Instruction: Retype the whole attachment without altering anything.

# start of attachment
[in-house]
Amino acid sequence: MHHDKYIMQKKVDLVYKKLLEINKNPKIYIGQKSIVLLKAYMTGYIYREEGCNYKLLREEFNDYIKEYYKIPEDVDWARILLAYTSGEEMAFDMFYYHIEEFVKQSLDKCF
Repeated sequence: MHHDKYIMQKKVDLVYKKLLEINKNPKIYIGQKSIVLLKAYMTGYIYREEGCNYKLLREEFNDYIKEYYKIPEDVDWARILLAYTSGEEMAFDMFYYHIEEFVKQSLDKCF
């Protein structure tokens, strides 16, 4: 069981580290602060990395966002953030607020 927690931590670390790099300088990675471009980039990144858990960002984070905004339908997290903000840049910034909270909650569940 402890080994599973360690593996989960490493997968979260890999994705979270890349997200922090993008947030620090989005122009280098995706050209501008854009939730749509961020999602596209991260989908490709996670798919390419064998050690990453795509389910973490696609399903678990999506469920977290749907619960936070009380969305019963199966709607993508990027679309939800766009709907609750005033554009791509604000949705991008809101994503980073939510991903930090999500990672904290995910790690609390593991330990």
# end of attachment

[in-house]
Amino acid sequence: MHHDKYIMQKKVDLVYKKLLEINKNPKIYIGQKSIVLLKAYMTGYIYREEGCNYKLLREEFNDYIKEYYKIPEDVDWARILLAYTSGEEMAFDMFYYHIEEFVKQSLDKCF
Repeated sequence: MHHDKYIMQKKVDLVYKKLLEINKNPKIYIGQKSIVLLKAYMTGYIYREEGCNYKLLREEFNDYIKEYYKIPEDVDWARILLAYTSGEEMAFDMFYYHIEEFVKQSLDKCF
């Protein structure tokens, strides 16, 4: 069981580290602060990395966002953030607020 927690931590670390790099300088990675471009980039990144858990960002984070905004339908997290903000840049910034909270909650569940 402890080994599973360690593996989960490493997968979260890999994705979270890349997200922090993008947030620090989005122009280098995706050209501008854009939730749509961020999602596209991260989908490709996670798919390419064998050690990453795509389910973490696609399903678990999506469920977290749907619960936070009380969305019963199966709607993508990027679309939800766009709907609750005033554009791509604000949705991008809101994503980073939510991903930090999500990672904290995910790690609390593991330990």